Czesław Miłosz Writing Styles in Song of a Citizen

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The poem is written in free verse. The original, in Polish, contained some end rhymes, but Milosz, who translated the poem himself, did not use end rhyme in the English version. However, he does use other stylistic devices: there is alliteration, for example in lines 5 and 6. The "f," "p," and "t" sounds in the "fall of States and the perdition of tribes" are echoed in the same order in the following line by the "flight of kings and emperors and the power of tyrants." Alliteration occurs again in "tall mounds of termites" in line 14 and in lines 17 and 18 with "dawn" and "-down," words that are close enough in sound to create an imperfect rhyme (also known as near or partial rhyme), in which the consonants are identical but the vowels differ.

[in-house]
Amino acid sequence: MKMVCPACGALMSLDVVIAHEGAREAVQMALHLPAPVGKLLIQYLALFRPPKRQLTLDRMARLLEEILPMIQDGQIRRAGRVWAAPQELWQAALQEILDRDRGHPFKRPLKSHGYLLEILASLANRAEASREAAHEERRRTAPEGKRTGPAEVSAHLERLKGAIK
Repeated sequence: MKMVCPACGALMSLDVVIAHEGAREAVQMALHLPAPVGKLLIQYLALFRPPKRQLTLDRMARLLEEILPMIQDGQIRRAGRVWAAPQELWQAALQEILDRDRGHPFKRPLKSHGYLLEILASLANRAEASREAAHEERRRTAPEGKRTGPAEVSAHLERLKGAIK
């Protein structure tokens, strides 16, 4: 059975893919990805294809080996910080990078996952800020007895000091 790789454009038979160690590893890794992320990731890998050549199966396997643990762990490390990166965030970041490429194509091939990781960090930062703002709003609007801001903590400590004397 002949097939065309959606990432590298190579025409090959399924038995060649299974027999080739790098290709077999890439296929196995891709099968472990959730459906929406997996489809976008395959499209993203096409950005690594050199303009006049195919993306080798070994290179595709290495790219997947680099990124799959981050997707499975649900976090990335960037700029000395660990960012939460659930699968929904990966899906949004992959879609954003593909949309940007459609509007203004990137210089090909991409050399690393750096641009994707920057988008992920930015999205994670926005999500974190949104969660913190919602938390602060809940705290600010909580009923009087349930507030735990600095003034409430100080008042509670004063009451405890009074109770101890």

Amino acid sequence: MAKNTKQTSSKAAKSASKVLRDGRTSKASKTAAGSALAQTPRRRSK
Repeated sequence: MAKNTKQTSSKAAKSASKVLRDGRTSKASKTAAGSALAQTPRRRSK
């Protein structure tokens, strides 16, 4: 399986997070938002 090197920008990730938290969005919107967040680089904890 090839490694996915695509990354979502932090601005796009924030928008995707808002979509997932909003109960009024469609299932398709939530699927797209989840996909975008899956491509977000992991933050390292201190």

The stanzas vary in length from four to six lines, with one two-line stanza at the end...

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This section contains 492 words
(approx. 2 pages at 400 words per page)
Buy the Song of a Citizen Study Guide
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Poetry for Students
Song of a Citizen from Poetry for Students. ©2005-2006 Thomson Gale, a part of the Thomson Corporation. All rights reserved.